What to Bring
And the last thing I want to highlight is the more practical side of what to bring with you. Lots of places sell small first aid kits and most people opt for a tiny one to throw in their backpack. I wouldn’t say my first aid kit is large, but it is more sizable than what most people bring. Sometimes I lament the extra weight, but I always bring it. REI has a pretty comprehensive list of what to bring, which you can view here. Personally, I like to bring band-aids in varying sizes, a blister kit, sutures, antibacterial wipes, dressings, compression gauze, a tensile bandage, surgical scissors, triangle bandage, tweezers, safety pins, medical tape, polysporin, and latex gloves. I also bring electrolytes, advil or tylenol, pepto-bismal, and an emergency blanket and bivvy sack. Depending where I’m going, sometimes I throw in a small bottle of aloe and in the winter I will add hand warmers. One thing I don’t have is a sam splint, which I’ve been considering adding because it’s on a lot of first aid kit lists, but I’m not convinced I couldn’t just use a stick or a hiking pole in an emergency.
Your first aid kit is only meant to complement your 10 essentials, so make sure you also have extra clothes, food and water, as these can also help in a first aid emergency. If someone in your party is injured and it takes you longer to hike back – you don’t want to further endanger yourselves by not having other essentials, like a headlamp. I always remind myself to pack for the hike that goes wrong rather than the hike that goes right. I bring my insulated seat cushion on most hikes as well, because it can make a big difference to your comfort if you’re stuck sitting on the cold ground for hours waiting for help.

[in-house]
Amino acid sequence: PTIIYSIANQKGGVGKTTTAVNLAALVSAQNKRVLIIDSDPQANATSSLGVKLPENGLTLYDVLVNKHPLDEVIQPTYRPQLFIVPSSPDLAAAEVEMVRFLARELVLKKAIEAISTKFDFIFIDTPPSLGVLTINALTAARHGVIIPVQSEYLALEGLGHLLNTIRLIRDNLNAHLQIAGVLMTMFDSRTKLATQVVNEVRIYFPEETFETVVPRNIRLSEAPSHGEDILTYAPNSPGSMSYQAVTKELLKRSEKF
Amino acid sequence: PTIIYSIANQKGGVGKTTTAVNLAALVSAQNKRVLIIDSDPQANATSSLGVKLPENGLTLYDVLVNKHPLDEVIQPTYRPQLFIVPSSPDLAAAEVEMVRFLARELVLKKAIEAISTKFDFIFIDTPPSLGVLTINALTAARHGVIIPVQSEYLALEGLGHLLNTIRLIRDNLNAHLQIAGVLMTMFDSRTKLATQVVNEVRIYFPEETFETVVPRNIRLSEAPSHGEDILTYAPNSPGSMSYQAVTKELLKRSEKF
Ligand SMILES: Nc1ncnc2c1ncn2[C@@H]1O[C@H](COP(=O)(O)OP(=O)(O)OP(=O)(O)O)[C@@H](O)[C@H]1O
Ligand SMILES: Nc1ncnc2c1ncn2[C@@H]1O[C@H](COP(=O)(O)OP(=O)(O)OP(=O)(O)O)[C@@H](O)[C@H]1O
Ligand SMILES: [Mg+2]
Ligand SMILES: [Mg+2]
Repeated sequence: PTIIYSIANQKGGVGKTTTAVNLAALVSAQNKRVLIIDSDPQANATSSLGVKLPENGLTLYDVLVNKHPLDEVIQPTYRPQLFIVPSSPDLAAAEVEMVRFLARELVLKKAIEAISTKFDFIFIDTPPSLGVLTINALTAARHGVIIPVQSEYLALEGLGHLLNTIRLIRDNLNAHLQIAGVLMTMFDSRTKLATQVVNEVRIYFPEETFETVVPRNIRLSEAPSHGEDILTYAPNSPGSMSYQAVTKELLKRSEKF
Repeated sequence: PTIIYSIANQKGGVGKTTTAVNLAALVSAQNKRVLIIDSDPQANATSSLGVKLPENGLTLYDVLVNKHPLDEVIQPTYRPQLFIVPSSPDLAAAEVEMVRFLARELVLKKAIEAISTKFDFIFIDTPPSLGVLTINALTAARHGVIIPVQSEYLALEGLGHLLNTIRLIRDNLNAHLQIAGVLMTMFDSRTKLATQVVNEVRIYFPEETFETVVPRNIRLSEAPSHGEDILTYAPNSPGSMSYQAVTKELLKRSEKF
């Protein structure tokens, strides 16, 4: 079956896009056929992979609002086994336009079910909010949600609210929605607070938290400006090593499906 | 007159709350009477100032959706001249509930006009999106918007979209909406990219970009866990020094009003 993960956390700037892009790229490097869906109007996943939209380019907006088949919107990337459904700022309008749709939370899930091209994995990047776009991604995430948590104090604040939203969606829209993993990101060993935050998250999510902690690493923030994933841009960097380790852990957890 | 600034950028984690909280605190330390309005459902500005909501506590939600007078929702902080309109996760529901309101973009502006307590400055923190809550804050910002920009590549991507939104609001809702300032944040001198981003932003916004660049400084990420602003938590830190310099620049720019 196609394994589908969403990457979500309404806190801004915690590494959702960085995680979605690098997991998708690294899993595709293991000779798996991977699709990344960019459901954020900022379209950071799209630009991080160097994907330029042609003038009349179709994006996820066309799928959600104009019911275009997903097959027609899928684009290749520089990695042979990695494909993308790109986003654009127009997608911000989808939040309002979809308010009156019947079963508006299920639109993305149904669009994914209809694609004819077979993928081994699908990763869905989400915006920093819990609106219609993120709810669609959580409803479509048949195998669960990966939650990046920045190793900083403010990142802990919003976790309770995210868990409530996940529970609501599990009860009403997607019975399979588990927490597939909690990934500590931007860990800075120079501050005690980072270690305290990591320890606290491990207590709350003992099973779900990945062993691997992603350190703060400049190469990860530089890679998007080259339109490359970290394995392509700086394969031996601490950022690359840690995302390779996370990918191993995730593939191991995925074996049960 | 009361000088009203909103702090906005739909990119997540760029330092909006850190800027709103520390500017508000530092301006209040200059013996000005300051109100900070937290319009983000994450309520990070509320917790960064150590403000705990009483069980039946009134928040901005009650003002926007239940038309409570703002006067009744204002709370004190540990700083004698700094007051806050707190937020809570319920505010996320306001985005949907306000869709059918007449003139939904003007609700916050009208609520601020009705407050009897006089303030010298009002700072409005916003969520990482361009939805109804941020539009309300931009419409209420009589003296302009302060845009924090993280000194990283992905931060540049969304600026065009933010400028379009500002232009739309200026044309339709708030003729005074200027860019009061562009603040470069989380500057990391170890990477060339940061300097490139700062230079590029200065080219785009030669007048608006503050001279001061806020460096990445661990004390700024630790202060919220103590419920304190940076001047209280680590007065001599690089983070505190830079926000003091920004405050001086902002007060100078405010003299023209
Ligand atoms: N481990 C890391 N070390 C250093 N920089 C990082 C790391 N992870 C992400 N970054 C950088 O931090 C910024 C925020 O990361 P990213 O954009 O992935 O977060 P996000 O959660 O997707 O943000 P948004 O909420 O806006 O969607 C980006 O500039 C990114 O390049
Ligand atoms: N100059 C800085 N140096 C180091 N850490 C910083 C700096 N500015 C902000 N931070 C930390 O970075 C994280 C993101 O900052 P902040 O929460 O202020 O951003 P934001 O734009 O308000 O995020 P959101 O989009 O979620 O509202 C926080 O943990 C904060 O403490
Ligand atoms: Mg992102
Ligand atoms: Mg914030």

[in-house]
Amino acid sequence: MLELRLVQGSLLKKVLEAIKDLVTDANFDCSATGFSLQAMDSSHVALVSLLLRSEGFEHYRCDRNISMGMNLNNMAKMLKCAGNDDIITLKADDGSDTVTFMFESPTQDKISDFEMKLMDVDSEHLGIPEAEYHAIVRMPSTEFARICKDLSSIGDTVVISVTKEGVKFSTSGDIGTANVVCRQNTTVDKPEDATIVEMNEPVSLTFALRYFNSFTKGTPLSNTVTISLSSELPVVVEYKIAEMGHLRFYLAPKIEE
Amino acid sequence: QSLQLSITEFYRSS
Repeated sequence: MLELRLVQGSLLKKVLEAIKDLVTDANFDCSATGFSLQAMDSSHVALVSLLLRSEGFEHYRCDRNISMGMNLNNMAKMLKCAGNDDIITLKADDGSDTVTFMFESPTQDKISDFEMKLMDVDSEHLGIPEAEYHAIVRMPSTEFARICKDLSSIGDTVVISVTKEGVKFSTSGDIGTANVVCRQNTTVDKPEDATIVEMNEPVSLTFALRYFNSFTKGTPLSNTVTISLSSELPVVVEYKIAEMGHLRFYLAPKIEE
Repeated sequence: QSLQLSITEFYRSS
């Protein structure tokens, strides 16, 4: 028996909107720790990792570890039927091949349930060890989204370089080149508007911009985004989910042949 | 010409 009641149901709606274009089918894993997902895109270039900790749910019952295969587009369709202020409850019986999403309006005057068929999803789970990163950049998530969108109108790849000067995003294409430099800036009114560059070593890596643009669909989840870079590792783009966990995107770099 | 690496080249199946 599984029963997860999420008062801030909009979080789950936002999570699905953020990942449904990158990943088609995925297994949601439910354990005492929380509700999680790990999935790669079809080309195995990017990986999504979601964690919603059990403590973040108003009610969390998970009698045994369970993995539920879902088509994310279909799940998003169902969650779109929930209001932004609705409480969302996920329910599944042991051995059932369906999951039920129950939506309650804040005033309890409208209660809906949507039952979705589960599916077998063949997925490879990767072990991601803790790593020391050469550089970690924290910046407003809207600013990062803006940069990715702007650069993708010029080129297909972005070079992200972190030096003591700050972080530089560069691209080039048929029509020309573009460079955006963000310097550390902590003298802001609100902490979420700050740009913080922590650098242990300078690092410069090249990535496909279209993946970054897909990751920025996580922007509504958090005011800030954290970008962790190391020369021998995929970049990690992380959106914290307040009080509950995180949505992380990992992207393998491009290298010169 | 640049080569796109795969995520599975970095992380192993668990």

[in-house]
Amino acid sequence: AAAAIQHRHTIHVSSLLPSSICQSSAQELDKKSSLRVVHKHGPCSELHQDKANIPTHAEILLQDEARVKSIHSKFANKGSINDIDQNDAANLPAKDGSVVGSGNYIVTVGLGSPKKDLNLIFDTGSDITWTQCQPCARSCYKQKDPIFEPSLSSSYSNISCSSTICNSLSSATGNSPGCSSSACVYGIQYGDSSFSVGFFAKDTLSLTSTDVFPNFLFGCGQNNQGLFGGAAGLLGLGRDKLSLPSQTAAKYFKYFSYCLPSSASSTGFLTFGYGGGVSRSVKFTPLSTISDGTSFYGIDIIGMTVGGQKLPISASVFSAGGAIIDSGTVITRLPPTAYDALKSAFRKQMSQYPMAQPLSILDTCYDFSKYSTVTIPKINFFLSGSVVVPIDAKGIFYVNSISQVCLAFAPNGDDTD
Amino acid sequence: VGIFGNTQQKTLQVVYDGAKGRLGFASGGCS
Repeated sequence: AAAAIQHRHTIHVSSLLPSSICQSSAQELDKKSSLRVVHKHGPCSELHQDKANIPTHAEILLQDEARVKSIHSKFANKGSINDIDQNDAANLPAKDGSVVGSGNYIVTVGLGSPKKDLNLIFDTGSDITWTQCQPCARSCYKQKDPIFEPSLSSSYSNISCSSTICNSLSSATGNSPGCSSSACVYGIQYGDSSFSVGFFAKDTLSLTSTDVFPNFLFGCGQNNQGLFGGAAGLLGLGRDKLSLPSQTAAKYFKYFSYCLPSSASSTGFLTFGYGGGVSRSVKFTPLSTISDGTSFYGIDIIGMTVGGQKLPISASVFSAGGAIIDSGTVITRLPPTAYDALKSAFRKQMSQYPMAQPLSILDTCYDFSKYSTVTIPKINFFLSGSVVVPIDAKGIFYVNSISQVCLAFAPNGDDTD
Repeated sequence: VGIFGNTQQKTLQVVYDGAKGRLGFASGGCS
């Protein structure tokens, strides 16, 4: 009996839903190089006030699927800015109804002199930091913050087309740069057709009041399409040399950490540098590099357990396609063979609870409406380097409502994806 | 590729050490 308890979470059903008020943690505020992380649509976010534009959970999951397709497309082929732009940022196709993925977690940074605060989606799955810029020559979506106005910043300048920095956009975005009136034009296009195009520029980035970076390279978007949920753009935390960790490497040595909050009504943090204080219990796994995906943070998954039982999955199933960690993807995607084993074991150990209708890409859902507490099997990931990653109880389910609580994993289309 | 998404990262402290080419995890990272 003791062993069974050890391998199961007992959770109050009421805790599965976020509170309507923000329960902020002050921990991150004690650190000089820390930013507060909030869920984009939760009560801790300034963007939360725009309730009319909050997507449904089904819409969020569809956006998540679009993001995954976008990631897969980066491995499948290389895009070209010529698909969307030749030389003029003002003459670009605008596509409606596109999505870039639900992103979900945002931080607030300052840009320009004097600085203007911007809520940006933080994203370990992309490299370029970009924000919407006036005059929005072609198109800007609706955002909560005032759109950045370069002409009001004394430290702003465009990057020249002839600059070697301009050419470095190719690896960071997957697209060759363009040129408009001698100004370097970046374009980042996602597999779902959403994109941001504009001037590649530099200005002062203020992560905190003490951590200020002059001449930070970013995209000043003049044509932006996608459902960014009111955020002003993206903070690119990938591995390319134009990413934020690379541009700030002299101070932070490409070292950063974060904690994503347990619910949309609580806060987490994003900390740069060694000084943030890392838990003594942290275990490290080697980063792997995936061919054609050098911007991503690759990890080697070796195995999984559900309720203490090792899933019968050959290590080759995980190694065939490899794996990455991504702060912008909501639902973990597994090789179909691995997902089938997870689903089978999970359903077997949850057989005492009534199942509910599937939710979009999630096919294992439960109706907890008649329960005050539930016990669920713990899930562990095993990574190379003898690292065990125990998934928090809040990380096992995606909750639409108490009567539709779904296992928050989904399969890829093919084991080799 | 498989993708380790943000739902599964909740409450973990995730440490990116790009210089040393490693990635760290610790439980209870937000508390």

To conclude, my biggest recommendation is to get a first aid kit and learn what to do with it. Learning how to diagnose symptoms and how to treat them can make someone feel a lot more comfortable in an emergency, and may even save your life or the life of a friend. Stay safe out there!